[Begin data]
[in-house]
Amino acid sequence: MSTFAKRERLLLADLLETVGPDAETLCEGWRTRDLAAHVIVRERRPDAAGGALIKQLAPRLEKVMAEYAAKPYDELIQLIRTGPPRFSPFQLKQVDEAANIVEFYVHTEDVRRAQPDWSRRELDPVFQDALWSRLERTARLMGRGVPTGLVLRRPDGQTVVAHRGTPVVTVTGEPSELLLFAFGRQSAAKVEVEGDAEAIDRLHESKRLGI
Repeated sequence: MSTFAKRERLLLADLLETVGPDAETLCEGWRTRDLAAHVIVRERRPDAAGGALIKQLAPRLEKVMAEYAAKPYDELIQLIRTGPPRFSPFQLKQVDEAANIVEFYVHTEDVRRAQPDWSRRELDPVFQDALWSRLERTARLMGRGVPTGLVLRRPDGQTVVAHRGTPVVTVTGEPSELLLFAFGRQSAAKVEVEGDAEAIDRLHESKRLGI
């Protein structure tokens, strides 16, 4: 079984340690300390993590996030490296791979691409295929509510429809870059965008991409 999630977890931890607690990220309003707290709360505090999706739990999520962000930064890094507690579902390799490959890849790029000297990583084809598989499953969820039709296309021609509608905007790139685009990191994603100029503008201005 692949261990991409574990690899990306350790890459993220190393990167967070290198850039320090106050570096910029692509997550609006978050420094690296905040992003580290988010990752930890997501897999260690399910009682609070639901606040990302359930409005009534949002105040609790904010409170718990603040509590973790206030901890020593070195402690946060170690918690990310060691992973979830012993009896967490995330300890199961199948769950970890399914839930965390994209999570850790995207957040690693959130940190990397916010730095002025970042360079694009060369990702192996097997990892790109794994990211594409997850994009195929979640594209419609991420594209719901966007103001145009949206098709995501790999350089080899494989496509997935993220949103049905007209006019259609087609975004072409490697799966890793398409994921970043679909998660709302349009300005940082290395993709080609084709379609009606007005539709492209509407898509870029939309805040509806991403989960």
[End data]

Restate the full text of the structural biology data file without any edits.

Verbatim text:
[in-house]
Amino acid sequence: MSTFAKRERLLLADLLETVGPDAETLCEGWRTRDLAAHVIVRERRPDAAGGALIKQLAPRLEKVMAEYAAKPYDELIQLIRTGPPRFSPFQLKQVDEAANIVEFYVHTEDVRRAQPDWSRRELDPVFQDALWSRLERTARLMGRGVPTGLVLRRPDGQTVVAHRGTPVVTVTGEPSELLLFAFGRQSAAKVEVEGDAEAIDRLHESKRLGI
Repeated sequence: MSTFAKRERLLLADLLETVGPDAETLCEGWRTRDLAAHVIVRERRPDAAGGALIKQLAPRLEKVMAEYAAKPYDELIQLIRTGPPRFSPFQLKQVDEAANIVEFYVHTEDVRRAQPDWSRRELDPVFQDALWSRLERTARLMGRGVPTGLVLRRPDGQTVVAHRGTPVVTVTGEPSELLLFAFGRQSAAKVEVEGDAEAIDRLHESKRLGI
């Protein structure tokens, strides 16, 4: 079984340690300390993590996030490296791979691409295929509510429809870059965008991409 999630977890931890607690990220309003707290709360505090999706739990999520962000930064890094507690579902390799490959890849790029000297990583084809598989499953969820039709296309021609509608905007790139685009990191994603100029503008201005 692949261990991409574990690899990306350790890459993220190393990167967070290198850039320090106050570096910029692509997550609006978050420094690296905040992003580290988010990752930890997501897999260690399910009682609070639901606040990302359930409005009534949002105040609790904010409170718990603040509590973790206030901890020593070195402690946060170690918690990310060691992973979830012993009896967490995330300890199961199948769950970890399914839930965390994209999570850790995207957040690693959130940190990397916010730095002025970042360079694009060369990702192996097997990892790109794994990211594409997850994009195929979640594209419609991420594209719901966007103001145009949206098709995501790999350089080899494989496509997935993220949103049905007209006019259609087609975004072409490697799966890793398409994921970043679909998660709302349009300005940082290395993709080609084709379609009606007005539709492209509407898509870029939309805040509806991403989960």